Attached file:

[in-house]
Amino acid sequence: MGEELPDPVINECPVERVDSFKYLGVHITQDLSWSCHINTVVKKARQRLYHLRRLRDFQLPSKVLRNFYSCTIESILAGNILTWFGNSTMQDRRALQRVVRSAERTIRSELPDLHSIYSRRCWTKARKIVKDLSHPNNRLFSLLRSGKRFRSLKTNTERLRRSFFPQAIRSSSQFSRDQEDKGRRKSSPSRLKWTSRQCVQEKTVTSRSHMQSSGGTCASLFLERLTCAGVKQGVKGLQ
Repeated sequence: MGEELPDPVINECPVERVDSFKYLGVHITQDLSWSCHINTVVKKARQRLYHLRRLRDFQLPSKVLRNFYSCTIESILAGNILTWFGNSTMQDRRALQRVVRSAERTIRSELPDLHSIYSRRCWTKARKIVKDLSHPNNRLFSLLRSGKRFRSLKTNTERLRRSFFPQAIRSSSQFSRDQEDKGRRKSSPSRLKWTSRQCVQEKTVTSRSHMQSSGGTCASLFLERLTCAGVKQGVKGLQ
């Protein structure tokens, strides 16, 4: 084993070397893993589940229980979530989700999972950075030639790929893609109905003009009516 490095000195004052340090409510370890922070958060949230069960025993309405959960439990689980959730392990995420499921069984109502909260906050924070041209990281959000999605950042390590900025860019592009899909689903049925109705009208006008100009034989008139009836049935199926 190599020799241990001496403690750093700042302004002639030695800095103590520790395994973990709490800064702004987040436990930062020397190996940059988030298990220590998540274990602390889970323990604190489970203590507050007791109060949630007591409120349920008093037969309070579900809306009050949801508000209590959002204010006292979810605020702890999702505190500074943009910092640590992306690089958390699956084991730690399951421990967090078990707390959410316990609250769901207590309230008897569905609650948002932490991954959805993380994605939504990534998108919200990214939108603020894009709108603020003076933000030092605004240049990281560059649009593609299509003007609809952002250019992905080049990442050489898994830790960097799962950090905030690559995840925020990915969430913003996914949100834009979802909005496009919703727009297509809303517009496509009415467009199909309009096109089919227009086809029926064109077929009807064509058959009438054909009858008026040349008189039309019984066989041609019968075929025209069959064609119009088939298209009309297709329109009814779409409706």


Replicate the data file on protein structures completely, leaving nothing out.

[in-house]
Amino acid sequence: MGEELPDPVINECPVERVDSFKYLGVHITQDLSWSCHINTVVKKARQRLYHLRRLRDFQLPSKVLRNFYSCTIESILAGNILTWFGNSTMQDRRALQRVVRSAERTIRSELPDLHSIYSRRCWTKARKIVKDLSHPNNRLFSLLRSGKRFRSLKTNTERLRRSFFPQAIRSSSQFSRDQEDKGRRKSSPSRLKWTSRQCVQEKTVTSRSHMQSSGGTCASLFLERLTCAGVKQGVKGLQ
Repeated sequence: MGEELPDPVINECPVERVDSFKYLGVHITQDLSWSCHINTVVKKARQRLYHLRRLRDFQLPSKVLRNFYSCTIESILAGNILTWFGNSTMQDRRALQRVVRSAERTIRSELPDLHSIYSRRCWTKARKIVKDLSHPNNRLFSLLRSGKRFRSLKTNTERLRRSFFPQAIRSSSQFSRDQEDKGRRKSSPSRLKWTSRQCVQEKTVTSRSHMQSSGGTCASLFLERLTCAGVKQGVKGLQ
């Protein structure tokens, strides 16, 4: 084993070397893993589940229980979530989700999972950075030639790929893609109905003009009516 490095000195004052340090409510370890922070958060949230069960025993309405959960439990689980959730392990995420499921069984109502909260906050924070041209990281959000999605950042390590900025860019592009899909689903049925109705009208006008100009034989008139009836049935199926 190599020799241990001496403690750093700042302004002639030695800095103590520790395994973990709490800064702004987040436990930062020397190996940059988030298990220590998540274990602390889970323990604190489970203590507050007791109060949630007591409120349920008093037969309070579900809306009050949801508000209590959002204010006292979810605020702890999702505190500074943009910092640590992306690089958390699956084991730690399951421990967090078990707390959410316990609250769901207590309230008897569905609650948002932490991954959805993380994605939504990534998108919200990214939108603020894009709108603020003076933000030092605004240049990281560059649009593609299509003007609809952002250019992905080049990442050489898994830790960097799962950090905030690559995840925020990915969430913003996914949100834009979802909005496009919703727009297509809303517009496509009415467009199909309009096109089919227009086809029926064109077929009807064509058959009438054909009858008026040349008189039309019984066989041609019968075929025209069959064609119009088939298209009309297709329109009814779409409706």